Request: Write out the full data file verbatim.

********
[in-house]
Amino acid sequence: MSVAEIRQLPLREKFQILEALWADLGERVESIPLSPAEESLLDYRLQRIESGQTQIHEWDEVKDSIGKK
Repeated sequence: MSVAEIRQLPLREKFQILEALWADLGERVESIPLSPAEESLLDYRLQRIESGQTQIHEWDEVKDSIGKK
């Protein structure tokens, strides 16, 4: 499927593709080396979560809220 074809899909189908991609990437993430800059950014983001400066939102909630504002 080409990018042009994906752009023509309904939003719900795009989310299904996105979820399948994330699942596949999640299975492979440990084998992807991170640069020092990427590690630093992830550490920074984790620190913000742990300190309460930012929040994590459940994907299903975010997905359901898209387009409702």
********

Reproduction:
[in-house]
Amino acid sequence: MSVAEIRQLPLREKFQILEALWADLGERVESIPLSPAEESLLDYRLQRIESGQTQIHEWDEVKDSIGKK
Repeated sequence: MSVAEIRQLPLREKFQILEALWADLGERVESIPLSPAEESLLDYRLQRIESGQTQIHEWDEVKDSIGKK
């Protein structure tokens, strides 16, 4: 499927593709080396979560809220 074809899909189908991609990437993430800059950014983001400066939102909630504002 080409990018042009994906752009023509309904939003719900795009989310299904996105979820399948994330699942596949999640299975492979440990084998992807991170640069020092990427590690630093992830550490920074984790620190913000742990300190309460930012929040994590459940994907299903975010997905359901898209387009409702």